A recycling company in Scotland has been fined after a worker lost an arm at a conveyor belt and following a warning about unguarded machinery.
Lowmac Alloys admitted breaching the Health and Safety at Work Act 1974 and was fined £118,000 after Stephen Dawson’s arm was severed when trying to clear a blockage.
The court in Kilmarnock heard that in 2011 Dawson opened an unsecured hinged guard at the plant in Irvine. His arm came into contact with the moving belt and pulley, resulting in his arm being cut off at the shoulder.
He has had two operations and has not been able to return to work.
An HSE investigation found that Lowmac Alloys failed to provide effective supervision to prevent workers from entering danger zones, a safe system to clear blockages or a suitable and sufficient assessment of the risks to employees when exposed to conveyor belt machinery.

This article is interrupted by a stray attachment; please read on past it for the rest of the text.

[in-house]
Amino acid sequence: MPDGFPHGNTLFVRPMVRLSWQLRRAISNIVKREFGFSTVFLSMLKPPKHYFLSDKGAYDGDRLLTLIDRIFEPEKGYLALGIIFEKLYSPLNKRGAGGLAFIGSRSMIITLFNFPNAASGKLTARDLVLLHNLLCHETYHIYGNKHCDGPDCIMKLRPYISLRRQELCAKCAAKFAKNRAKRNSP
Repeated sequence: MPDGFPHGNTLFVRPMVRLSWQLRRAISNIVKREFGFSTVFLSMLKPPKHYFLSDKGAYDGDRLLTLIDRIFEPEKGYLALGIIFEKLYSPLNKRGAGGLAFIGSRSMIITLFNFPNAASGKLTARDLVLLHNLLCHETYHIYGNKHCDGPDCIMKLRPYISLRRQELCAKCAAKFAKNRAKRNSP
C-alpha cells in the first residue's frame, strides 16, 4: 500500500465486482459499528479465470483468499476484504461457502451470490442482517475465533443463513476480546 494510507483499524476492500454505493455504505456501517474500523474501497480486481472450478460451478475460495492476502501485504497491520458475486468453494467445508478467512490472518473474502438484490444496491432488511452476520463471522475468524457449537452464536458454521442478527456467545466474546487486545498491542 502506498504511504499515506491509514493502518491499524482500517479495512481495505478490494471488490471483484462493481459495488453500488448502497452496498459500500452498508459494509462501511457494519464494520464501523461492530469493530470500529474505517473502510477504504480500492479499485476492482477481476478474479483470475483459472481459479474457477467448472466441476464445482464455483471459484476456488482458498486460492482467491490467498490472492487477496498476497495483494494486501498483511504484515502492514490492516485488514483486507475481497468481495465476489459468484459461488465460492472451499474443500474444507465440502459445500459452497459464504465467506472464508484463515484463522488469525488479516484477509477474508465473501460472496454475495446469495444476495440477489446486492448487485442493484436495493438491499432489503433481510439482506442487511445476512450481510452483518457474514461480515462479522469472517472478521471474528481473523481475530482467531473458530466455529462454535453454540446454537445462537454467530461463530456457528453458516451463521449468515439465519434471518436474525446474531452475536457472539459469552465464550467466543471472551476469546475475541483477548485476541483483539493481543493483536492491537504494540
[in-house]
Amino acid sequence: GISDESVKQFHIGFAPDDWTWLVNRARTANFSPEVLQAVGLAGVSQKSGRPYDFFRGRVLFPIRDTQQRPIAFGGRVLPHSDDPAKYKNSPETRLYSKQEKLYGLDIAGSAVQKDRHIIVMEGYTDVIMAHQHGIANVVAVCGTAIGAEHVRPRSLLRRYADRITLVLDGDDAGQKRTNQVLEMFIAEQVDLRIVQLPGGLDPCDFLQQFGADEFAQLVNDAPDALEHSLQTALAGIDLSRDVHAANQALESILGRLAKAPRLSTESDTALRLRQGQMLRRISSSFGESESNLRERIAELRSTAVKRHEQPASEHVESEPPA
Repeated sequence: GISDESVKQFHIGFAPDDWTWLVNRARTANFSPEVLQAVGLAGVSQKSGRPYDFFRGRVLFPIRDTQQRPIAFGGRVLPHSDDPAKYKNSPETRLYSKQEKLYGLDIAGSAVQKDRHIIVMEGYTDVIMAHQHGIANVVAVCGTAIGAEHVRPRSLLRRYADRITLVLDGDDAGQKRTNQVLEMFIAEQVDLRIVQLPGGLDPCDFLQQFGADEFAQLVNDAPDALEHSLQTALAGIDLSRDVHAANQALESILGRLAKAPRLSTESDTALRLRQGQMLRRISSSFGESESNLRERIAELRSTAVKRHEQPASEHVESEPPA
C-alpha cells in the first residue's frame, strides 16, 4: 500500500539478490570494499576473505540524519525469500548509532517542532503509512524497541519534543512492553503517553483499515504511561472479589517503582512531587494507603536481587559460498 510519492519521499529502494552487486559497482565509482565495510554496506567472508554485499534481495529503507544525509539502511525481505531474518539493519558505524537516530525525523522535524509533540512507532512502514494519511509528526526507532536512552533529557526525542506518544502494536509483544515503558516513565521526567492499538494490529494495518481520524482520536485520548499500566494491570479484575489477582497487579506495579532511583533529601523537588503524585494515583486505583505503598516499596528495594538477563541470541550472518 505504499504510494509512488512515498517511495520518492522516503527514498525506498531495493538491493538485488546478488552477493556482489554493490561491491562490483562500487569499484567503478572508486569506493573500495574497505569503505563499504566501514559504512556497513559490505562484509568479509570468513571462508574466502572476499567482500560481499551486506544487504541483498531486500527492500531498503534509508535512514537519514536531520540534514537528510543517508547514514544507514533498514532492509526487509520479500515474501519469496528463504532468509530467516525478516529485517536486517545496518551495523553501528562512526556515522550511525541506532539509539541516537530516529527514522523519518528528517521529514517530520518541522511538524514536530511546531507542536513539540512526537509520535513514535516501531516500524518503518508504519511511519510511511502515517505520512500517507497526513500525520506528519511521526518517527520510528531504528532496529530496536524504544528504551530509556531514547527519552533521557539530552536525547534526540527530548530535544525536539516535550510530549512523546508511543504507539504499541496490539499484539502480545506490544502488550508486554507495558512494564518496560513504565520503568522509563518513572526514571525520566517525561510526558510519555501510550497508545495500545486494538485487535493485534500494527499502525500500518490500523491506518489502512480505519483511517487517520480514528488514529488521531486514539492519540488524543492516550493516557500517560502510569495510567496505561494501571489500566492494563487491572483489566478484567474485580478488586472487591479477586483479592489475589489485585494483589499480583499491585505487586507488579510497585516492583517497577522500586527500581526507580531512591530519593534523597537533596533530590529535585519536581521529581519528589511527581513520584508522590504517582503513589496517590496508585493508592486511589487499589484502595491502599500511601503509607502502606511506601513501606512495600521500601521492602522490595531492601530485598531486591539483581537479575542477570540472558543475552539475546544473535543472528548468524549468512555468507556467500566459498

Lowmac Alloys had previously been served with a deferred prohibition notice by the HSE in 2003 about inadequate guarding on another conveyor belt at the same premises, the court was told.
HSE inspector Mark Carroll said: “This incident was entirely preventable. Lowmac Alloys had identified there was a high risk of crushing and trapping in the machinery, however, the company failed to provide interlocking guarding to the gate over the conveyor which would have cut power to the machinery when it was opened.
“Had this been in place, then employees would not have been exposed to the risk from the dangerous parts of the machine.”